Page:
The day Denrele invited me to his office, within two minutes, he introduced me to everybody in Soundcity and also told them about my programme. I met Harris Chuma who happened to be the first person to put my face on the screen.

In movies I have featured in 'Arise Africa', 'Blood in the Sand' and also a movie that Chuma's friend produced. But since I am not that popular, I decided to do my own thing. Efe and I spoke online. He arranged for us to meet. You know that Ruggedman has attitude problem and because I was determined, I gave it back to him immediately and since then, he changed. We still communicate well.

Through a dint of hard work and determination, I launched what I termed, 'The Idea' and it was presided over by Mrs. Oluremi Tinubu, the former Lagos First Lady on November 24, 2007. The idea is how to attack the stigma of people living with disabilities.

I plan to shoot a movie on the plight of disabled people. Able-bodied persons will tell the story but not like someone who is affected. Even if it takes 100 years, I will make the movie any day I make money. After the First Lady stepped out of office in May 2007, it was not easy getting her contact again and that movie is still pending. But for my rugged background, I would have resigned to fate. But I have resolved that people will one day watch me and decide to do something meaningful with their lives no matter the setbacks.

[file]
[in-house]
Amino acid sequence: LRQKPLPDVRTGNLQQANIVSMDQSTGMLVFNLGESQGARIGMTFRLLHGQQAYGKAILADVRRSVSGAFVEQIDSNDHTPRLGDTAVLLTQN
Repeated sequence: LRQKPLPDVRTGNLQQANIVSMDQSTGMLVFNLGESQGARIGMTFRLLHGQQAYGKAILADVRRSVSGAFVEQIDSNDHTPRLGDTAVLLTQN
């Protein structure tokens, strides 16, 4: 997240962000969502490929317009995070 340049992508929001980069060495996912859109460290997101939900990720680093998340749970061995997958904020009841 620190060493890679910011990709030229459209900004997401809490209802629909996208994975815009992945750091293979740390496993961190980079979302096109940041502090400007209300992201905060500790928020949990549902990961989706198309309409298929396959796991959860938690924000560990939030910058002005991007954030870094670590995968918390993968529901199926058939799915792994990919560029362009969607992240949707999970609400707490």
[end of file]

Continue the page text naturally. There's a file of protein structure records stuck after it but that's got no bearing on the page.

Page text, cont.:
In the next five years, I want to give hope to those living in disability. I want to be a role model. I have met a lot of celebrities who discriminate and go on TV claiming to support one NGO or the other. They are all fake, especially a certain popular Nollywood actor who claims to have an NGO. His is outright fraud.

Most of the NGOs these celebrities put up are just to make money. I wrote to the Lagos State government to assist me in the production of the movie. With persistency I met Hon. Bamidele, who took me to his office and spoke to me kindly; he told me that the money I requested was much but that the state would give me something. There and then, he signed and approved it. But the people in charge have not released the money to me. Since I have not got it yet, I decided to go on cable. I kick-started that last year. I have hosted Tuface, K-Solo, She Baby, Obiwon and many others, but since it is not on public TV it is not known much. It is called, 'Look Out With Naija Girl.' The little money I saved is what I used in starting the show. I thought before six months, I would have got sponsors but over a year now, I don't have any sponsor, that is why I am broke. It is not easy. I want to take it to the public TV. It is a whole lot of money.

There are three of us left in the family today. We sold our house. I am now a tenant. Since 2005, I have not been to my village, but I don't give up hope because I know I will live and conquer and be great because I am sure God wants to prove Himself through me.